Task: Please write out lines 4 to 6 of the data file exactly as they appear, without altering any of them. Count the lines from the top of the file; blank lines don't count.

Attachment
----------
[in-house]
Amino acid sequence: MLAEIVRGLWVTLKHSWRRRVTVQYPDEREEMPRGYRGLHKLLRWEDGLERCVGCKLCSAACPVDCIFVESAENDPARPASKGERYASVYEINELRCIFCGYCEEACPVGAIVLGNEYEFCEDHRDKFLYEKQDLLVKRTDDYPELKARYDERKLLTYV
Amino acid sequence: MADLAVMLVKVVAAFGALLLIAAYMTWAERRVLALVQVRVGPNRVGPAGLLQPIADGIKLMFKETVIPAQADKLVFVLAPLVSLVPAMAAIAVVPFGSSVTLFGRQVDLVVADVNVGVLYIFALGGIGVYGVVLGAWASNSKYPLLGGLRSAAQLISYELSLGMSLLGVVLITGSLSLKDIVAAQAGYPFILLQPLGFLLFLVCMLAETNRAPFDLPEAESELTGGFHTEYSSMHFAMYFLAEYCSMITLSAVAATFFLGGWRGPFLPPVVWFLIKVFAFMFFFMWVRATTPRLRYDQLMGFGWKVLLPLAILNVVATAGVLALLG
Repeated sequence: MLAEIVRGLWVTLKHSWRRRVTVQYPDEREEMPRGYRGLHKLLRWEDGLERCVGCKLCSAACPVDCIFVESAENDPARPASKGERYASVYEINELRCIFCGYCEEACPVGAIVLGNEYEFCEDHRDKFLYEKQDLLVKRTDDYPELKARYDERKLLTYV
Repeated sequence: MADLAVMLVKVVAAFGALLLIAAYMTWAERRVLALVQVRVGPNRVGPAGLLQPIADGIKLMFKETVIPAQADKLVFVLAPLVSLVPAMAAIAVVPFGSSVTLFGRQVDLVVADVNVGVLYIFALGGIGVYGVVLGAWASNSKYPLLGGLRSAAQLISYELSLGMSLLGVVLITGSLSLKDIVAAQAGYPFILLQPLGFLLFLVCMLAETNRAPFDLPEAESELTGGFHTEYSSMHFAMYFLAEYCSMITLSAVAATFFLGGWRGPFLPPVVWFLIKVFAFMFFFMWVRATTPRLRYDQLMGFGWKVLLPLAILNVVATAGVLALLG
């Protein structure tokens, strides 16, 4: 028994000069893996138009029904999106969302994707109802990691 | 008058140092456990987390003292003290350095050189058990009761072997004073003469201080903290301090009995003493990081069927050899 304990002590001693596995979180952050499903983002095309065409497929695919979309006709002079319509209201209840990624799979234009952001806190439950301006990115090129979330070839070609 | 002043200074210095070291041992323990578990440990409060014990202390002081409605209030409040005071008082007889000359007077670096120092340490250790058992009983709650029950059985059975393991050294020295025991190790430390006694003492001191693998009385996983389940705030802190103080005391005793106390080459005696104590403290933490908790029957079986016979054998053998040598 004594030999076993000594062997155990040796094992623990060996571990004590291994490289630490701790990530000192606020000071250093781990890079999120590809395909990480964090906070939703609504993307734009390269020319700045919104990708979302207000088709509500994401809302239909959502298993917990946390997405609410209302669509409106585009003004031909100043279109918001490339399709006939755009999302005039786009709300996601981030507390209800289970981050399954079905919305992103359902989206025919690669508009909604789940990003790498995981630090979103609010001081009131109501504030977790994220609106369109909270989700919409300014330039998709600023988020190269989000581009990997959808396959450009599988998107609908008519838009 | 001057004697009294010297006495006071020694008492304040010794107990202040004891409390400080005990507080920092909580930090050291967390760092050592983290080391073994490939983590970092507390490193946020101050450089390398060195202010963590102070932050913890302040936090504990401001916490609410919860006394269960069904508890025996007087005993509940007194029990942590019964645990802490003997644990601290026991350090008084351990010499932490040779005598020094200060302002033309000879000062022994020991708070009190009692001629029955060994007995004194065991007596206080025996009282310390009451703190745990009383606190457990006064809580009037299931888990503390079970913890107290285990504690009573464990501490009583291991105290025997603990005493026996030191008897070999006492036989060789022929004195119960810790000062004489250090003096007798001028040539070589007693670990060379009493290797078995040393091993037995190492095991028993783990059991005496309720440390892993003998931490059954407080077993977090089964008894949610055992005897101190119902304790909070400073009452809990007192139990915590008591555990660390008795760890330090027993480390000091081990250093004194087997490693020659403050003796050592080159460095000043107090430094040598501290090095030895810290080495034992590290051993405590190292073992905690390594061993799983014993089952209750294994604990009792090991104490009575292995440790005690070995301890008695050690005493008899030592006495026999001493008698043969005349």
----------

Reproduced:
Repeated sequence: MLAEIVRGLWVTLKHSWRRRVTVQYPDEREEMPRGYRGLHKLLRWEDGLERCVGCKLCSAACPVDCIFVESAENDPARPASKGERYASVYEINELRCIFCGYCEEACPVGAIVLGNEYEFCEDHRDKFLYEKQDLLVKRTDDYPELKARYDERKLLTYV
Repeated sequence: MADLAVMLVKVVAAFGALLLIAAYMTWAERRVLALVQVRVGPNRVGPAGLLQPIADGIKLMFKETVIPAQADKLVFVLAPLVSLVPAMAAIAVVPFGSSVTLFGRQVDLVVADVNVGVLYIFALGGIGVYGVVLGAWASNSKYPLLGGLRSAAQLISYELSLGMSLLGVVLITGSLSLKDIVAAQAGYPFILLQPLGFLLFLVCMLAETNRAPFDLPEAESELTGGFHTEYSSMHFAMYFLAEYCSMITLSAVAATFFLGGWRGPFLPPVVWFLIKVFAFMFFFMWVRATTPRLRYDQLMGFGWKVLLPLAILNVVATAGVLALLG
């Protein structure tokens, strides 16, 4: 028994000069893996138009029904999106969302994707109802990691 | 008058140092456990987390003292003290350095050189058990009761072997004073003469201080903290301090009995003493990081069927050899 304990002590001693596995979180952050499903983002095309065409497929695919979309006709002079319509209201209840990624799979234009952001806190439950301006990115090129979330070839070609 | 002043200074210095070291041992323990578990440990409060014990202390002081409605209030409040005071008082007889000359007077670096120092340490250790058992009983709650029950059985059975393991050294020295025991190790430390006694003492001191693998009385996983389940705030802190103080005391005793106390080459005696104590403290933490908790029957079986016979054998053998040598 004594030999076993000594062997155990040796094992623990060996571990004590291994490289630490701790990530000192606020000071250093781990890079999120590809395909990480964090906070939703609504993307734009390269020319700045919104990708979302207000088709509500994401809302239909959502298993917990946390997405609410209302669509409106585009003004031909100043279109918001490339399709006939755009999302005039786009709300996601981030507390209800289970981050399954079905919305992103359902989206025919690669508009909604789940990003790498995981630090979103609010001081009131109501504030977790994220609106369109909270989700919409300014330039998709600023988020190269989000581009990997959808396959450009599988998107609908008519838009 | 001057004697009294010297006495006071020694008492304040010794107990202040004891409390400080005990507080920092909580930090050291967390760092050592983290080391073994490939983590970092507390490193946020101050450089390398060195202010963590102070932050913890302040936090504990401001916490609410919860006394269960069904508890025996007087005993509940007194029990942590019964645990802490003997644990601290026991350090008084351990010499932490040779005598020094200060302002033309000879000062022994020991708070009190009692001629029955060994007995004194065991007596206080025996009282310390009451703190745990009383606190457990006064809580009037299931888990503390079970913890107290285990504690009573464990501490009583291991105290025997603990005493026996030191008897070999006492036989060789022929004195119960810790000062004489250090003096007798001028040539070589007693670990060379009493290797078995040393091993037995190492095991028993783990059991005496309720440390892993003998931490059954407080077993977090089964008894949610055992005897101190119902304790909070400073009452809990007192139990915590008591555990660390008795760890330090027993480390000091081990250093004194087997490693020659403050003796050592080159460095000043107090430094040598501290090095030895810290080495034992590290051993405590190292073992905690390594061993799983014993089952209750294994604990009792090991104490009575292995440790005690070995301890008695050690005493008899030592006495026999001493008698043969005349």